Full Content is available to subscribers

Subscribe/Learn More  >
Proceedings Article

Autofluorescence properties of skin and applications in dermatology

[+] Author Affiliations
Haishan Zeng, Calum E. MacAulay

BC Cancer Agency (Canada)

David I. McLean, Harvey Lui

Univ. of British Columbia and Vancouver Hospital and Health Sciences Ctr. (Canada)

Proc. SPIE 4224, Biomedical Photonics and Optoelectronic Imaging, 366 (October 11, 2000); doi:10.1117/12.403940
Text Size: A A A
From Conference Volume 4224

  • Biomedical Photonics and Optoelectronic Imaging
  • Hong Liu; Qingming Luo
  • Beijing, China | November 08, 2000

abstract

Skin autofluorescence was observed as early as 1908. Its applications in dermatology was first reported in 1925- the use of Wood's lamp for the detection of fungal infection. In the first part of the paper, a historical review was presented on skin autofluorescence properties. In the second part, systematic research done in out laboratory on autofluorescence properties of normal and diseased skin was summarized. We developed three tools for the study: 1) a compact fiber optic spectrometer for in vivo macroscopic fluorescence spectral measurements on volunteers and patients; 2) a CCD camera based fluorescence imaging for in vivo macroscopic imaging of 2D fluorescence intensity distributions over various skin diseases; 3) a fiber optic microspectrophotometer (MSP) system for in vitro microscopic fluorescence spectral measurements and fluorescence imaging of frozen tissue sections. With these tools, we obtained the excitation-emission matrices (EEMs) of in vivo normal skin, the temporal dynamics of skin autofluorescence decay under continuous wave laser exposure, and fluorescence spectra of 1500 lesions from 600 patients spanning 35 disease types. Monte Carlo simulation has been employed to explain the autofluorescence decay dynamics and to reconstruct the in vivo spectra from in vitro microscopic fluorophore distribution and intrinsic fluorescence spectra of various skin structures. Spectral feature based linear discrimination function analysis and principal components decomposition analysis are performed to assess the potential of autofluorescence spectroscopy for skin cancer detection. Clinical test of a fluorescence scope system for skin cancer margin delineation is under way.

© (2000) COPYRIGHT SPIE--The International Society for Optical Engineering. Downloading of the abstract is permitted for personal use only.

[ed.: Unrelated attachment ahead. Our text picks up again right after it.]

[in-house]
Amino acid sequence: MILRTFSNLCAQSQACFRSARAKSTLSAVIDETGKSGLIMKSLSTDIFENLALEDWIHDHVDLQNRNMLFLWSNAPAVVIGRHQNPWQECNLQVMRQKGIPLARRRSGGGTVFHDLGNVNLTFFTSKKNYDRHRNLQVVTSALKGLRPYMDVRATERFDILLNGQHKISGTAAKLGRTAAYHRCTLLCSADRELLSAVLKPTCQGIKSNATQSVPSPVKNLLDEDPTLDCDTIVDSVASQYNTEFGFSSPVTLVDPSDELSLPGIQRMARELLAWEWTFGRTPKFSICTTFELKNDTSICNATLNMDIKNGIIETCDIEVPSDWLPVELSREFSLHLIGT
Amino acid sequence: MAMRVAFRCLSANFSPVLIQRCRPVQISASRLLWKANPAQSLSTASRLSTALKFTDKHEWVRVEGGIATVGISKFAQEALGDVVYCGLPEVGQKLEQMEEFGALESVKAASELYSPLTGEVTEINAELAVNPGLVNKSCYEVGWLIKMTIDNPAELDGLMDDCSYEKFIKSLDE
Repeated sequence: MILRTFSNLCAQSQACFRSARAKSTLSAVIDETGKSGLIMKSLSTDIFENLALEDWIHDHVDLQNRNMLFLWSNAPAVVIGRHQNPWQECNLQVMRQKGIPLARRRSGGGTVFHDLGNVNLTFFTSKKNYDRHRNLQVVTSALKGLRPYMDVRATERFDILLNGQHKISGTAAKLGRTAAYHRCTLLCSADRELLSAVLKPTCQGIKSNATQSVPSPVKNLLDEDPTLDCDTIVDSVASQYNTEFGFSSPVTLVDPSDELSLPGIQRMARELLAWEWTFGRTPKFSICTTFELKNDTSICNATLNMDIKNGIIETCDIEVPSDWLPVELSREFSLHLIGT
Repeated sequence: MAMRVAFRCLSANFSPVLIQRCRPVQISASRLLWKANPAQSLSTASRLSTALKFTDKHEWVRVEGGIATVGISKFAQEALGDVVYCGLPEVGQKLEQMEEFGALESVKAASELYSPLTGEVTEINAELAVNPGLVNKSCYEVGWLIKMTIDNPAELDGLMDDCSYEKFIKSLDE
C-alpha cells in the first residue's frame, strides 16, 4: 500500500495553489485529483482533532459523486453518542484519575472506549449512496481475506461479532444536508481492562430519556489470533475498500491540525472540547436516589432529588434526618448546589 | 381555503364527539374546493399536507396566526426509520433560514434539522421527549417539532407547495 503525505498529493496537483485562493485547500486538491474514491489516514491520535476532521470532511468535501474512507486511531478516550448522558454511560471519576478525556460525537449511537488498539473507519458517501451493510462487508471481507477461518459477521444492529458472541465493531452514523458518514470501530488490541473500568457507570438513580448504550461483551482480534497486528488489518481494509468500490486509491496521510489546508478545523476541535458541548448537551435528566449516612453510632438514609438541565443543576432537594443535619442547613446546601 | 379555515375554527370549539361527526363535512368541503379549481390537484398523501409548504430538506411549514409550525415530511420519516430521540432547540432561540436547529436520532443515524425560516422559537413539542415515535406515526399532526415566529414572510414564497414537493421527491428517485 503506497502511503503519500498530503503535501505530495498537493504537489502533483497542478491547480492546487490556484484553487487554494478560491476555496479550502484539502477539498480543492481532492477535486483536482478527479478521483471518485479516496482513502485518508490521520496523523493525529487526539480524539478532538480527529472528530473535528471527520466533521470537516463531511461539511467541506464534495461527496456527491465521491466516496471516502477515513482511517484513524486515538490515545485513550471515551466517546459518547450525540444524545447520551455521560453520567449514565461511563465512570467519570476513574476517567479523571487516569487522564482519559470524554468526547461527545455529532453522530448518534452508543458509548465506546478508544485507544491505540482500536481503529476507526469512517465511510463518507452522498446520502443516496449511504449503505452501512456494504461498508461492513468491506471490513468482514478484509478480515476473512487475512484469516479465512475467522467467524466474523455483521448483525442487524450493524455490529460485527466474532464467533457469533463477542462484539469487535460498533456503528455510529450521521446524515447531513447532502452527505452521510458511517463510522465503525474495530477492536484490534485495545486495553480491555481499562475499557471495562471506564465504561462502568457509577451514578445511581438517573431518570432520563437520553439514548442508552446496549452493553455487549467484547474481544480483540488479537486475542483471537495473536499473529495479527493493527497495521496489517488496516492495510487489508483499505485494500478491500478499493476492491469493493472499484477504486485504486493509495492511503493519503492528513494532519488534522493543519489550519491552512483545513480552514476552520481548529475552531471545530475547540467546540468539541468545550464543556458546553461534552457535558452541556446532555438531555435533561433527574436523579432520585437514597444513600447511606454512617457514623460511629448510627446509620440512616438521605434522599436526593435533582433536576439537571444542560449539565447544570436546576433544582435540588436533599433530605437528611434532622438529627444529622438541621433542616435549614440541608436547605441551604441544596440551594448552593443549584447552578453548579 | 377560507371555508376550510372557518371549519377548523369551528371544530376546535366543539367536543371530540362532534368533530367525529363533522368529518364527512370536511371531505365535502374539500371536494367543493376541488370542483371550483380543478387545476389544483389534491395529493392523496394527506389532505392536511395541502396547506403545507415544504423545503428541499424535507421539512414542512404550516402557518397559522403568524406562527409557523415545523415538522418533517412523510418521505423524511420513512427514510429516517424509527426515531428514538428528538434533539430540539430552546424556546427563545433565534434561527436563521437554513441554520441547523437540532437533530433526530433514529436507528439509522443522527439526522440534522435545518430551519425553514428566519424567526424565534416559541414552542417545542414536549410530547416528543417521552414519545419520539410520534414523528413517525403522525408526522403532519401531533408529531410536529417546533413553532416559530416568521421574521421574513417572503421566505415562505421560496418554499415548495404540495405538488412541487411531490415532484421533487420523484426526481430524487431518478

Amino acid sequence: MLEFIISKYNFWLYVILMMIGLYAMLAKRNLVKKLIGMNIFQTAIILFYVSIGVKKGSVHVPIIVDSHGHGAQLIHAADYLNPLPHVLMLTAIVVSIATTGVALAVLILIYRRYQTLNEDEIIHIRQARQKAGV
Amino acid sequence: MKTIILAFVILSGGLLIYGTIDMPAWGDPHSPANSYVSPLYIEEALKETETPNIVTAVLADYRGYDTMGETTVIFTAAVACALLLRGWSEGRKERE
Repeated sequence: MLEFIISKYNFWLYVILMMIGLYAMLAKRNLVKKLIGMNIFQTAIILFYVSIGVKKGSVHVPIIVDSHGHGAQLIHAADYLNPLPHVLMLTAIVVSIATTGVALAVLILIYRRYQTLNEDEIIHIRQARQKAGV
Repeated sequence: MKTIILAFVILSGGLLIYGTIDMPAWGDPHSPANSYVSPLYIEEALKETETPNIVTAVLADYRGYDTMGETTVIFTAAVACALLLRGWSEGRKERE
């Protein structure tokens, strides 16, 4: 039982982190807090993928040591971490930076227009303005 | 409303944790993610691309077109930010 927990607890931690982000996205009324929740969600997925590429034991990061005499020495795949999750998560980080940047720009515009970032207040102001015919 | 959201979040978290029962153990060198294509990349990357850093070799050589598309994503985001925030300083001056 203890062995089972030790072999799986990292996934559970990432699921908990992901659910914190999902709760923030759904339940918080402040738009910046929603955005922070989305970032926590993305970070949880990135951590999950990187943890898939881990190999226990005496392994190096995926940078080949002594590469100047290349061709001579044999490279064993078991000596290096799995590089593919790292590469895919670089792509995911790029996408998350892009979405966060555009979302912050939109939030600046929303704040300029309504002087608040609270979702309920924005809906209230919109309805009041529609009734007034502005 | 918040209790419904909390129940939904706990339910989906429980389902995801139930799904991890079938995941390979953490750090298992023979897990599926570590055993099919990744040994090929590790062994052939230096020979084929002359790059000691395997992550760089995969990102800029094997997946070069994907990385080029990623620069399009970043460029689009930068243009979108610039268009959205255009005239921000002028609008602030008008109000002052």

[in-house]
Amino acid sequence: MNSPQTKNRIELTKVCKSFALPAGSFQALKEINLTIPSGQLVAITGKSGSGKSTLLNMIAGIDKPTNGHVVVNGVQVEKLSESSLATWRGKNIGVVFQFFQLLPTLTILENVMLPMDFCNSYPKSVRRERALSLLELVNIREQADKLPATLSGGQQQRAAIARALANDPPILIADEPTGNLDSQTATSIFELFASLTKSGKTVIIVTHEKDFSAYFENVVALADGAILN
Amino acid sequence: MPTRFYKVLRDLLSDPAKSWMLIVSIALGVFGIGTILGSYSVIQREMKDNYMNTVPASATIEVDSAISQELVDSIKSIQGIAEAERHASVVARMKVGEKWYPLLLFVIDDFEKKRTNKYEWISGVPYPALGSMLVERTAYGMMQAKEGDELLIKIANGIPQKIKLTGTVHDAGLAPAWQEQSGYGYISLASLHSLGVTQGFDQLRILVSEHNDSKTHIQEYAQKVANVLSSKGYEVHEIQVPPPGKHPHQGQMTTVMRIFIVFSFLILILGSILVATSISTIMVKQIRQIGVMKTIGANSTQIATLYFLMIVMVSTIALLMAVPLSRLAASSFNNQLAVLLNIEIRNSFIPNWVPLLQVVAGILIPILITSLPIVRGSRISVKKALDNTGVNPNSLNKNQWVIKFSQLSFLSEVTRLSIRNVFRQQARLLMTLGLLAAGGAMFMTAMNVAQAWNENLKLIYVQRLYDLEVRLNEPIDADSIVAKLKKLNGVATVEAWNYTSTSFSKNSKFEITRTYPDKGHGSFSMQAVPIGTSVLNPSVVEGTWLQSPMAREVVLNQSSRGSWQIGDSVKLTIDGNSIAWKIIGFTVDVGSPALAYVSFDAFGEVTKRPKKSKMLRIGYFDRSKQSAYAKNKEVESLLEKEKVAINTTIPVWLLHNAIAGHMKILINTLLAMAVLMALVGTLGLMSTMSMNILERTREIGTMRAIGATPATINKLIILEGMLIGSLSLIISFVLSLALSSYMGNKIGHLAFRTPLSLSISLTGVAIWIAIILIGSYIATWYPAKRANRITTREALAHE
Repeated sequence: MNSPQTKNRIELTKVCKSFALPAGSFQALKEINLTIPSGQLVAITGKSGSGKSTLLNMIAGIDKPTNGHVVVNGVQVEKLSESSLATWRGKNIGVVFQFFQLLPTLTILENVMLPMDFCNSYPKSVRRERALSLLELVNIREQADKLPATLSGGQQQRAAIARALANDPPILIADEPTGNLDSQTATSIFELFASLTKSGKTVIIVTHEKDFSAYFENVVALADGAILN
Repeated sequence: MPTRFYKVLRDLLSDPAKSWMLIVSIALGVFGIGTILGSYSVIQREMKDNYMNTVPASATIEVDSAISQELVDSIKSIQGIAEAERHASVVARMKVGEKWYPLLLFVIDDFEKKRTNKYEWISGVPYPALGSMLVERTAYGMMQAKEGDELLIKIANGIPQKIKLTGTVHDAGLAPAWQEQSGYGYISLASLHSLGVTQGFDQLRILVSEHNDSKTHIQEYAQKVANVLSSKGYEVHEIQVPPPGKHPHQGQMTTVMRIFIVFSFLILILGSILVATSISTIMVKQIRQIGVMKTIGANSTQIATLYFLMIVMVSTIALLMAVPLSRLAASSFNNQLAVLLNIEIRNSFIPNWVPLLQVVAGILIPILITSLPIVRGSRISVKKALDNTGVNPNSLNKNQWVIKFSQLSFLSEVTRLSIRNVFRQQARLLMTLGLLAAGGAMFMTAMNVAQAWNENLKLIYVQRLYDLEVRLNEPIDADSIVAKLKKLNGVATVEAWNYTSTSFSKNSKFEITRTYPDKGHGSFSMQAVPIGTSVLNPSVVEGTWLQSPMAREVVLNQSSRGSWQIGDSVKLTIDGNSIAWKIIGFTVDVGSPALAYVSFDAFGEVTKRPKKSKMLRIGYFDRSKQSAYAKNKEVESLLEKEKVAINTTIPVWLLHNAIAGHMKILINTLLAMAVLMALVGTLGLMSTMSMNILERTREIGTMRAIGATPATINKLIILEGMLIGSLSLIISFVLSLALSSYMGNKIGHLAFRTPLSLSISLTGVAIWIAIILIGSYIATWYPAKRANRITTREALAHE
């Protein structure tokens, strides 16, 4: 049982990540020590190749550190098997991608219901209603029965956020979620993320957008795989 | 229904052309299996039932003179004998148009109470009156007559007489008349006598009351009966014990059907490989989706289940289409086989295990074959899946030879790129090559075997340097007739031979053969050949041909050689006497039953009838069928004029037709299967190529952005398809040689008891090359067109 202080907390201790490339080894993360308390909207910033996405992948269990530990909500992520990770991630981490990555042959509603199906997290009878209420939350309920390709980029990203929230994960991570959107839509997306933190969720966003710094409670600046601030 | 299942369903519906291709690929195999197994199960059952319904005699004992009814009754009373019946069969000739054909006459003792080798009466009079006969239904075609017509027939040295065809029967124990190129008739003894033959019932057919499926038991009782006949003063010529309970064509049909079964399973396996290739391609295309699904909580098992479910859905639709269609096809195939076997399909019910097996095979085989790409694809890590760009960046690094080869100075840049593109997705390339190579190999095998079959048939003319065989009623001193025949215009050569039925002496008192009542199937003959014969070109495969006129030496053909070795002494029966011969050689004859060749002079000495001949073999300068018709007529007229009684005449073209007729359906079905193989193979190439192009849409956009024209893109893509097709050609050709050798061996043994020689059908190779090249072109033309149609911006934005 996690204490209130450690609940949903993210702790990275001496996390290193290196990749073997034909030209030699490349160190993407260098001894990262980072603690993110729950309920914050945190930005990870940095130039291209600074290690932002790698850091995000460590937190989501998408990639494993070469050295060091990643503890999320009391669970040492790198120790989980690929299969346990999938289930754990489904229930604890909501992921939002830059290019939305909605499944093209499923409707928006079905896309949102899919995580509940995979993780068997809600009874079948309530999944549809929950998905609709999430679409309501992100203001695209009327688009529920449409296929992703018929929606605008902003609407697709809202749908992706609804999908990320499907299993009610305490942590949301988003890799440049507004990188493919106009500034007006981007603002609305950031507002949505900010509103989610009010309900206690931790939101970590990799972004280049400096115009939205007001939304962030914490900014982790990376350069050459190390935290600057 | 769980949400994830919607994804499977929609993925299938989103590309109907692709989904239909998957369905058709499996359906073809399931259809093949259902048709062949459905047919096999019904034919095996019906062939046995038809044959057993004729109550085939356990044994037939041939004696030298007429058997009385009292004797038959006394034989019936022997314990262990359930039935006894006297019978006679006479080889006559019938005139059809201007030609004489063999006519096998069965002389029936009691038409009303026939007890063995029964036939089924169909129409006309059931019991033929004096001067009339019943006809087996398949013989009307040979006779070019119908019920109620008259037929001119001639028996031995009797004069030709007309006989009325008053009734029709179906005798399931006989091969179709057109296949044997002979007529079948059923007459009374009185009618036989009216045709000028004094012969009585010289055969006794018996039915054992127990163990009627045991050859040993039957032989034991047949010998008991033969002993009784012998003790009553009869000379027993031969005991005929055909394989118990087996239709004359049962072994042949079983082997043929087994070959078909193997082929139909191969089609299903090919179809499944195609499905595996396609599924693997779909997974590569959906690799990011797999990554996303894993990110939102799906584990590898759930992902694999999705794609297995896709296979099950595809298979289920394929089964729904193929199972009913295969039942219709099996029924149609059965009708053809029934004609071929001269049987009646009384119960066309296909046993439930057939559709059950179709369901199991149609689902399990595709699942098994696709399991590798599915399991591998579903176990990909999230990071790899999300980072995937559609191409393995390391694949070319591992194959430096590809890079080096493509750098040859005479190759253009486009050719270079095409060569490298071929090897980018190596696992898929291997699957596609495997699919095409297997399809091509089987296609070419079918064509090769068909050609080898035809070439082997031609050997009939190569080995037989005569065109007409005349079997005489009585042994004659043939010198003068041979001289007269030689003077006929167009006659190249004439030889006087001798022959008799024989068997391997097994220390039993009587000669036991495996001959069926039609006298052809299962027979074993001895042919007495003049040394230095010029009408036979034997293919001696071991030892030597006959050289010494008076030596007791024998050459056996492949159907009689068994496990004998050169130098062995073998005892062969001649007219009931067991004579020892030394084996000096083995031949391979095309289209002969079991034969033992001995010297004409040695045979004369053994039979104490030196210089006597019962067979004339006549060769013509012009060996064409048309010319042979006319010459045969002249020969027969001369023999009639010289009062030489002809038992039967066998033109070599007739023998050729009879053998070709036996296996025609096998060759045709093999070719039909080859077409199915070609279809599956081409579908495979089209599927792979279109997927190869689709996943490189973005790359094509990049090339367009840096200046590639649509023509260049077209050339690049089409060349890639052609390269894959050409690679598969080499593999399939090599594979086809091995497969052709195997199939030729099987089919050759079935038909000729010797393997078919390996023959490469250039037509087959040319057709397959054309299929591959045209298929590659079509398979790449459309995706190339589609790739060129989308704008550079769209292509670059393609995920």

Citation

Haishan Zeng ; David I. McLean ; Calum E. MacAulay and Harvey Lui
"Autofluorescence properties of skin and applications in dermatology", Proc. SPIE 4224, Biomedical Photonics and Optoelectronic Imaging, 366 (October 11, 2000); doi:10.1117/12.403940; http://dx.doi.org/10.1117/12.403940


Access This Proceeding
Sign in or Create a personal account to Buy this proceeding ($15 for members, $18 for non-members).

Figures

Tables

NOTE:
Citing articles are presented as examples only. In non-demo SCM6 implementation, integration with CrossRef’s "Cited By" API will populate this tab (http://www.crossref.org/citedby.html).

Some tools below are only available to our subscribers or users with an online account.

Related Content

Customize your page view by dragging & repositioning the boxes below.

Related Book Chapters

Topic Collections

Advertisement

 

 

  • Don't have an account?
  • Subscribe to the SPIE Digital Library
  • Create a FREE account to sign up for Digital Library content alerts and gain access to institutional subscriptions remotely.
Access This Proceeding
Sign in or Create a personal account to Buy this proceeding ($15 for members, $18 for non-members).
Access This Proceeding
Sign in or Create a personal account to Buy this article ($15 for members, $18 for non-members).
Access This Chapter

Access to SPIE eBooks is limited to subscribing institutions and is not available as part of a personal subscription. Print or electronic versions of individual SPIE books may be purchased via SPIE.org.